Tuesday, 14 February 2017

Dubai 24 Hours 2017

The Creventic 24 hour race at Dubai opens the endurance calendar.  Ideally located in Dubai where it's warm and dry it is a great location for the season opener of the Creventic family of endurance events hosted around the globe.

At The Motorsport Calendar we were lucky enough to see the final practice day and then the whole of the race with Media Access.  Travelling on a Clifton Cameras sponsored event, being led by award winning photographer Nick Dungan we were able to use their prior knowledge of the event and circuit to gain excellent access to all areas.

The first impression the Dubai circuit is that it is more impressive in the flesh than looking at it online and at circuit diagrams and so on.  It is a big circuit and even though it is a fairly newly built circuit it features quite a bit of gradient and challenging turns and sequences of turns to make it a drivers delight.  As always it is better to attend such events to get a decent feel for the drama and on track incidents as they happen.  The circuit is impressive - having been designed to meet full Formula 1 standards it is big and features catch fencing all the way round the entire length of the circuit.  Photographers are always behind catch fencing whilst trackside although there are useful holes dotted around the circuit together with access 'doors' and 'windows' which may be opened to take photographs - but should be closed on leaving the area.

The race itself was punctuated by a number of Code 60 events or Virtual Safety Car moments.  It should be noted that there is a massive difference in the machinery racing round - from super quick GT3 machinery down to small touring cars (there were 6 classes in total).  This causes a large speed difference in terms of outright pace, acceleration and deceleration.  Add to the speed differential of the machinery a difference in terms of driver experience, skill and level and you get quite a mix up!  All in all though the race itself ran smoothly and safely.  Refuelling is carried out by the teams, but away from the pitlane - in effect using a Petrol Station located towards the far end of the pits.  This did mean that cars could be stacked up if attempting to take advantage of a refuelling opportunity as all teams used the same pumps.  This added to the drama.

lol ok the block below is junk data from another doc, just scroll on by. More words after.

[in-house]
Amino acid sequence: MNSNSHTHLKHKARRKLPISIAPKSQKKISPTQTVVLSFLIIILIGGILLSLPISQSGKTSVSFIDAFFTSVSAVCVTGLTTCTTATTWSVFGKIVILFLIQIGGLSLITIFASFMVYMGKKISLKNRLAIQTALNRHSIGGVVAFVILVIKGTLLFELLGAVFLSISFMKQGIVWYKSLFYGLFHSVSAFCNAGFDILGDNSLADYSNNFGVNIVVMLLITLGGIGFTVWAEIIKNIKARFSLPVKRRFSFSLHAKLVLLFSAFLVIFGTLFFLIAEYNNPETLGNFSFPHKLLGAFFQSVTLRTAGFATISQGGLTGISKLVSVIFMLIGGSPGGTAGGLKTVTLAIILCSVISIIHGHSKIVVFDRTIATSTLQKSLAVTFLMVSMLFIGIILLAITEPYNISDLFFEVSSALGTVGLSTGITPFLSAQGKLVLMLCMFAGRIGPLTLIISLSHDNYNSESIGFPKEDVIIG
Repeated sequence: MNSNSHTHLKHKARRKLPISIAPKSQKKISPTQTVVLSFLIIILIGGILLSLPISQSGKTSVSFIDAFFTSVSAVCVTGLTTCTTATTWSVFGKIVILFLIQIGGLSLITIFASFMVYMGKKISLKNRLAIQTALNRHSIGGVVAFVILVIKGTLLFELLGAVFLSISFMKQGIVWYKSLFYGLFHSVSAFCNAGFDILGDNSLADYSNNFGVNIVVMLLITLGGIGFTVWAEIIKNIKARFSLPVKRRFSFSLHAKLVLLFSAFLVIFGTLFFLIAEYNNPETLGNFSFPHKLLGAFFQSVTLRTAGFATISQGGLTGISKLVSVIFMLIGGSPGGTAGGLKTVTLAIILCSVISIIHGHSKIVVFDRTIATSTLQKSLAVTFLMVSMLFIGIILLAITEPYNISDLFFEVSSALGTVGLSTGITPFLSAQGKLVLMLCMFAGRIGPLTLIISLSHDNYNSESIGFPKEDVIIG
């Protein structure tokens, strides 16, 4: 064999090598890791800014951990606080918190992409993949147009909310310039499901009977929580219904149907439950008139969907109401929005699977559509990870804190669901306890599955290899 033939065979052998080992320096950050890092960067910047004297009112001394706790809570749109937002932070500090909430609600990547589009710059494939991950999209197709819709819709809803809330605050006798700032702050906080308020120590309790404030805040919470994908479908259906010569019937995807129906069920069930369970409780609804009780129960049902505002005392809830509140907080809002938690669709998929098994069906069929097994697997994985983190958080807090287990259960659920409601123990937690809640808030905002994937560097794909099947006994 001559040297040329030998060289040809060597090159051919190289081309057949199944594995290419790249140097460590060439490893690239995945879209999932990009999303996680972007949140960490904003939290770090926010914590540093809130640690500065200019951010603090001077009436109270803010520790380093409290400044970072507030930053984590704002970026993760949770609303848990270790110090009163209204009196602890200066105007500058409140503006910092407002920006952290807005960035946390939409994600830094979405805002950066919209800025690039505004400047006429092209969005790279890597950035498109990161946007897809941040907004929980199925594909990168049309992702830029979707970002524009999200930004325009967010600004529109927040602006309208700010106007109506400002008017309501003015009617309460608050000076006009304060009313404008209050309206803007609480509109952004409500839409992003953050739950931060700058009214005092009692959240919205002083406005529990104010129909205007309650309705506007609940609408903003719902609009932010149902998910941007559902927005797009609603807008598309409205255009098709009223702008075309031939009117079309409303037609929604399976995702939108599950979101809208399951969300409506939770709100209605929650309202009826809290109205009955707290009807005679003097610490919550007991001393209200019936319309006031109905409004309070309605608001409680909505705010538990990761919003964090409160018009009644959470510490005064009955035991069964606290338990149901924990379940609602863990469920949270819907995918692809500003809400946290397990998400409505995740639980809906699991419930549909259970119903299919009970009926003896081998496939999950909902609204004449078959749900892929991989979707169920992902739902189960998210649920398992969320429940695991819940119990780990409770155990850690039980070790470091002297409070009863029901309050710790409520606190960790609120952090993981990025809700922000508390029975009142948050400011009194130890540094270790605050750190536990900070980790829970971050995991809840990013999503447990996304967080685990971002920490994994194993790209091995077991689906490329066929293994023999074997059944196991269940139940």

There was a great atmosphere at the event, helped by the ever present Radio Le Mans team coverage and the reporting team from Dailysportscar.com who cover the major endurance and sportscar events with great skill and interest.  It is definitely an event to be recommended - the crowds were super light and there was a massive amount of racing to see and be close up to.  Friday evening saw a modest firework display launched at around 8pm, whilst the race was in full swing.

Sunday, 24 May 2015

Blancpain Endurance round at Silverstone

The chance of watching 60 cars battle it out around Silverstone for 3 hours was too good to resist.

Featuring a dazzling array of marques, from Bentley, McLaren, Nissan, Aston Martin, Audi, Porsche, Lamborghini, Jaguar, BMW and Ferrari it was an overcast Silverstone which greeted the packed Blancpain grid.

Prior to the main event, there was a single make race solely featuring Lamborghini Huracans which looked really tasty!  They were poised and must surely feature in higher order racing such as the WEC.

Between the Lamborghini Huracan race and the Blancpain Endurance race there was a further round of the Auto GP championship.  The grid was sorely depleted, featuring 7 cars.  This was reduced to 5, following to restarts - although the two cars which dropped out on the grid, were able to start from the pit lane.  To be fair though the cars sounded and looked good, but the grid was shockingly small - especially considering the bumper grid on offer for the Blancpain race.  Seven cars is far too few for the full Silverstone circuit.

The Blancpain race got underway and whilst there was almost some drizzle around the complex at Luffield, it wasn't enough to trouble anyone.  The Brazilian BMWs took an instant dislike to each other and limped round to the pits...  Not a good start to an endurance race for them!  The Z4s looked a bit out-of-sorts around Silverstone and the Mercedes' also looked a little anonymous as well.  The McLarens looked good out on track and the Nissan GTRs looked racy!  The lone, lead Nissan was being tracked by a pair of hunting McLaren's and thus it transpired, the McLaren's pounced at the pitstops and drove away until Jan Mardenbrough attempted a late fightback in the final stint for the Nissan by setting some stunning, consistent quick laps.  In the end it was too much for Jan to achieve and he ended the 3 hour race some 5 seconds off P1.

Surely the 650s and GTRs need a more impressive platform to show off their skills.  Could they possibly be upgraded to GT2 classification or beyond?  Surely La Sarthe calls..